Fight the Distraction: On Redirecting Thoughts and Redefining Values

These past few weeks I have been returning to what matters in my life: God, family, friends, and work that matters. As such, I have been more aware of the distractions that tempt me away from these foci. Not surprisingly, the distractions are ubiquitous and destructive. To name a few:

1. Material envy.

My husband got a new car: a 2015 Toyota Fusion Hybrid. We haven’t had a NEW car (not just “new to us”) in YEARS. In fact, my husband totaled the last one we had. Although he works extremely hard and has to drive much, much more than I do, I still felt bitter about the fact that I am stuck driving a 2004 (yep, that’s more than the 10 years ago, people) Camry with a scrapped up bumper and wheel well, a faulty trunk-release button, and a tape-deck. When I want to listen to music, my front dash turns into an early 20th century switchboard as wires connect my devices to the stereo. It’s baller.

2. Physical envy.

Every time I see another mama with a svelte body, I want to pinch her. Just a little. Like under the arm where you know it will sting. Why? Because after childbirth and a stressful doctoral program, this body ain’t so svelte anymore. Or thin. It’s got curves in all the wrong places, which is only exacerbated by the current fashions. On a good day, I say f*** it. On a bad day, I cry.

3. Fear of the future.

Searching for jobs in academia without having the freedom to move is a nightmare. There are a limited number of full-time jobs, and I am desperately trying to avoid the hell of being an adjunct (read: university bitch). I’m trying to apply for jobs in several other fields, but that PhD makes it hard to break out. Do I have everything I need and much, much more RIGHT NOW? Yes. But I still have a mini-panic attack (or four) every day.

These distractions undermine my more important pursuits, like loving everyone (including myself) and showing that love in tangible ways. When those distractions seep into my speech and actions, I have no love to give; furthermore, I become the worst possible example for my daughter. If I don’t want her to be consumed with envy (and thus ingratitude) and anxiety, I have to avoid these behavioral patterns myself. Some of the most confident, happy people I know came from parents who guarded their speech and actions in such a way that the values that matter–God, family, friends, meaningful work–were highlighted. In fact, my best friend’s mother never said the word “diet” for the entirety of her childhood. Just another reason why Joy Coble is my hero.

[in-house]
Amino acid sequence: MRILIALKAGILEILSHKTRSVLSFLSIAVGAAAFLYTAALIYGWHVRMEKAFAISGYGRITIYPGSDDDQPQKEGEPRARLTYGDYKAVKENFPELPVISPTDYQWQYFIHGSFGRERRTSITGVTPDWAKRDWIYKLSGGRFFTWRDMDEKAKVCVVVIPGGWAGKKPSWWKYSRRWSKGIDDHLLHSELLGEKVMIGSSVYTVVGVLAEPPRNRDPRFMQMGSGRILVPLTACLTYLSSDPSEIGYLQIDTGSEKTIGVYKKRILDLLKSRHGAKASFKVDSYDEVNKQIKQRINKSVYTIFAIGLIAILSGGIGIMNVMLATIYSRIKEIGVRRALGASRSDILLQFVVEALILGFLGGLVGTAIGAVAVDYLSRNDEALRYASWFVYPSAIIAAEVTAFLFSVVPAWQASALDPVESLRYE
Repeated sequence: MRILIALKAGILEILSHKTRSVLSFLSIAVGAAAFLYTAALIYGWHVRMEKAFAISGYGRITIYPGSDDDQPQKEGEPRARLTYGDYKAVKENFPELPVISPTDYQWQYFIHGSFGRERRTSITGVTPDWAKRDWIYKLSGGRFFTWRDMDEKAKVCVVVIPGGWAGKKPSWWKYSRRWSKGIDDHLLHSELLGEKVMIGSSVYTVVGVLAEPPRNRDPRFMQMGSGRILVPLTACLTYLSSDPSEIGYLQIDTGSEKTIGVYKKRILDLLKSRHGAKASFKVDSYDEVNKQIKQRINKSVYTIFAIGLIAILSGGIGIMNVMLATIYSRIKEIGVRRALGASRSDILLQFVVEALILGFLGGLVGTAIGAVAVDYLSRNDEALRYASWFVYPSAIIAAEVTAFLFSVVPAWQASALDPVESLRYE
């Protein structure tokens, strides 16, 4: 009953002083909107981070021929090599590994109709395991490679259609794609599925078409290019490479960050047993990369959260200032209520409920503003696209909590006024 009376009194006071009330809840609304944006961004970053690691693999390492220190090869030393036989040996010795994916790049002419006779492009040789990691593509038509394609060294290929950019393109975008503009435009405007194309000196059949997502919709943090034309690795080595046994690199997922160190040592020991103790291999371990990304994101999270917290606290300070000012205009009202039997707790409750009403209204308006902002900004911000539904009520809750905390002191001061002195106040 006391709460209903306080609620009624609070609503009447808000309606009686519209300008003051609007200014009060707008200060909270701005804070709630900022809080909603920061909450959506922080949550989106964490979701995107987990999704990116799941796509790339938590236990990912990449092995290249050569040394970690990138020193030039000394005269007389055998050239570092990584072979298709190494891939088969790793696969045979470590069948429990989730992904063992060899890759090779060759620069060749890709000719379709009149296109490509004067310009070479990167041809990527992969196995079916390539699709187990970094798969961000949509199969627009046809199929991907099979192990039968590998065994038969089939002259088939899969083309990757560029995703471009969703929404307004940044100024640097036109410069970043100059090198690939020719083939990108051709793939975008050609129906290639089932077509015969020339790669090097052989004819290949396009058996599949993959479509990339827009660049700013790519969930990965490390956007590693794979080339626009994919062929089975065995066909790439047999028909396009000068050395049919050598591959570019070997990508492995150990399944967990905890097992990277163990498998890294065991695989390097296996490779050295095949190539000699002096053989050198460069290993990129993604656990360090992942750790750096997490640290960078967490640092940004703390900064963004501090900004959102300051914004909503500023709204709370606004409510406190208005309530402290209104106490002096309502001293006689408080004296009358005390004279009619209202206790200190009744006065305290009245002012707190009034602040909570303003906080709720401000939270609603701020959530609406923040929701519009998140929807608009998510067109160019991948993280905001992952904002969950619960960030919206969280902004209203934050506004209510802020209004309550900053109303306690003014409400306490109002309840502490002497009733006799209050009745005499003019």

I write this blog today in an attempt to consciously defuse the power of these distractions/bad behaviors/sin traps. I do not want to be envious or anxious; I want to be grateful and hopeful–literally full of gratitude and hope. I’m not perfect, and really perfection isn’t even a good goal (<–huge lesson for me). I do want to be loving, though, and continually live out the values that I claim to hold dear.

So, today I’m going to drive my car–which thankfully still runs very well–to a store and attempt to buy pants that don’t make me cry before calmly looking over my dissertation which needs one last polish. As I finish my work for the day, I am going to say a silent prayer that God will grant me his abiding peace that allows for greater love for all, even me.

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